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Three phase system

  1. Jan 27, 2016 #1
    1. The problem statement, all variables and given/known data
    Find the current measured by Ammeter .
    zad2.png
    2. Relevant equations
    $$ U_f=\frac{U_l}{\sqrt{3}} $$, Millman's theorem ...


    3. The attempt at a solution
    I know I can't just find U_f, divide it with impedance, and add all three currents (I am not 100% sure why I can't do that, can someone explain when can I do just that, and when exactly is forbidden?)
    My first idea was to find U_f, find U_{0'0} (with Millman's theorem), subtract those two, and then find current for every phase, add them up and that's it.
    However, after trying something else, I found that finding U_{0'0} , and then evaulating
    $$ U_{0'0}\cdot (\frac{1}{Z_1}+\frac{1}{Z_2}+\frac{1}{Z_3}) \approx 60 $$

    gives correct solution.
    Can someone explain why , because it doesn't make any sense to me.
    Point 0' is where where 3 lines L1,L2,L3 meet
     
  2. jcsd
  3. Jan 27, 2016 #2

    gneill

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    The individual currents will not be in phase since each of the line voltages, while having the same magnitude, have different phases with respect to each other. So you can't simply add the current magnitudes.

    Now, thinking of Millman's Theorem was an interesting idea, but consider that you're not looking for the voltage at the end of a set of parallel branches here. The Neutral line effectively shorts your branches. Further, the voltage sources are not in phase so you can't just use their magnitudes. Here's your circuit with the implied voltage sources, including their return path via the neutral line:

    upload_2016-1-27_17-22-5.png

    I suppose you might use Millman's Theorem as a step in finding a Thevenin equivalent voltage with the neutral open, then find the short circuit current. But you'll still need to incorporate the phases of the voltage sources somehow.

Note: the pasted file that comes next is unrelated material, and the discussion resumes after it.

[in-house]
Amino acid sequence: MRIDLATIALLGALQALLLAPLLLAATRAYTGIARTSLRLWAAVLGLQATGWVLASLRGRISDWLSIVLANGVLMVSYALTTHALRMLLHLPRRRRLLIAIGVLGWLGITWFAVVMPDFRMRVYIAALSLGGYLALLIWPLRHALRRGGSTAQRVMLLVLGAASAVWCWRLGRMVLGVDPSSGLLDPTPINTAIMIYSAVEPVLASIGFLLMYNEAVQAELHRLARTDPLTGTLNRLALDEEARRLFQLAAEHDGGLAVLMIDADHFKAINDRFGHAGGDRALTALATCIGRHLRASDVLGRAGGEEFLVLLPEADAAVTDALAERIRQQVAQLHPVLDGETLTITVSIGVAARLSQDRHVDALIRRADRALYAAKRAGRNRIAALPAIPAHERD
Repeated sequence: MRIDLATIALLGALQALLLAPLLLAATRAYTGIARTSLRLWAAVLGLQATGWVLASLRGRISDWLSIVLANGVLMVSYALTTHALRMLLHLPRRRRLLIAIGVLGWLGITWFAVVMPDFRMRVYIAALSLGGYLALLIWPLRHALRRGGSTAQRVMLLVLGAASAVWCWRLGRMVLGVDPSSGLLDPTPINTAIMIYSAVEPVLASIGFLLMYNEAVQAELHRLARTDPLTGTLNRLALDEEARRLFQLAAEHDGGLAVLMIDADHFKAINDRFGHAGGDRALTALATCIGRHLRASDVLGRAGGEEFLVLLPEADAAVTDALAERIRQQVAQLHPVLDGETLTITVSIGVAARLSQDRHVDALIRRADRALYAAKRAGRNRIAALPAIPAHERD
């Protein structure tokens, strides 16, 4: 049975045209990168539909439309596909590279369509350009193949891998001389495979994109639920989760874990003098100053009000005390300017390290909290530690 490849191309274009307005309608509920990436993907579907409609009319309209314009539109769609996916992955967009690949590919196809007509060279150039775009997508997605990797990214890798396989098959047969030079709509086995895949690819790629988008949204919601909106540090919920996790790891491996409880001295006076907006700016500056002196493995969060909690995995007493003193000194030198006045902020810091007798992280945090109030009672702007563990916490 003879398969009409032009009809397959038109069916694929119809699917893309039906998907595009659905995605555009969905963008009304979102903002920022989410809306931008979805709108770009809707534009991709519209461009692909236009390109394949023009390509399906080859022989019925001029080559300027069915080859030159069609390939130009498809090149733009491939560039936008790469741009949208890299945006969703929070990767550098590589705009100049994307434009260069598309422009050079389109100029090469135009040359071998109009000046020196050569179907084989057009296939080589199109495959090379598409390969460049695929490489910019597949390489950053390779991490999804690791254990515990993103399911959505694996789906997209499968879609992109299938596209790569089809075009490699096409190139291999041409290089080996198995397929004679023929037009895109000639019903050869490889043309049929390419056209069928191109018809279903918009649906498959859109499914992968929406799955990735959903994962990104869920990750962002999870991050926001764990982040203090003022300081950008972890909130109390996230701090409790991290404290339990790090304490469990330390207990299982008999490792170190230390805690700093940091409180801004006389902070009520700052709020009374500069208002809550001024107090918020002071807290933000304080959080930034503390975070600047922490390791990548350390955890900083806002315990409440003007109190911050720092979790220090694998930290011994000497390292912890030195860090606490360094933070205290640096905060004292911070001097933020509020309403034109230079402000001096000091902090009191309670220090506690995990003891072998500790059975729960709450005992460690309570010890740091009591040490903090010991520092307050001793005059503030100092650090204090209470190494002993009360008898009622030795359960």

4. Jan 27, 2016 #3
    For the first one, I wasn't thinking of adding their effective values. I meant $$ \frac{U1 \angle 0}{Z1}+ \frac{U2 \angle -120}{Z2}+\frac{U3 \angle -240}{Z3}$$, and looking at your diagram, I would do just that. I do get around 63, which is the closest to correct solution,although the given answers are 40,50,60,70,80.
    I forgot to mention that U_{l} = 400V and that makes U_f= 231 V

    Should I use Thevenin theorem instead?

    EDIT: I do get the same with thevenin's theorem.
     
    Last edited: Jan 27, 2016
  5. Jan 27, 2016 #4

    gneill

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    I think your first solution is fine and that you need to choose the closest match from the solutions. The Thevenin method should give you the same results.
     
  6. Jan 27, 2016 #5

    haruspex

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    Not an area I know, but from a little reading I think you might be making this more complicated than it is.
    ##V=400e^{j\omega t}## (defining t such that the phase is 0), right?
    In those terms, ##I=\Sigma \frac V{Z_r}##. Isn't that easy to evaluate?
    I believe that gives one of the offered solutions exactly.
     
  7. Jan 27, 2016 #6

    gneill

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    I'm not sure what your V represents, or how t is being chosen.

    The 400V value that the OP provided should be the line-to-line voltage magnitude (So, |L2 - L1| = |L3 - L2| = |L3 - L1| = 400V). For the star configuration for the sources that I drew, that gives each voltage source the magnitude of 400V/√3, with relative phases of 120° between each.
     
  8. Jan 27, 2016 #7

    haruspex

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    Then I misunderstood what Voltage the 400 referred to, and I forgot to put back in the phases (whoops)
    So writing v for amplitude of the line-to-neutral voltage, whatever that is, the current should be ##\Sigma \frac{ve^{j(\omega t+r\alpha)}}{Z_r}##, where ##\alpha=2\pi/3##. With v=400/√3, that agrees with the 63.
     
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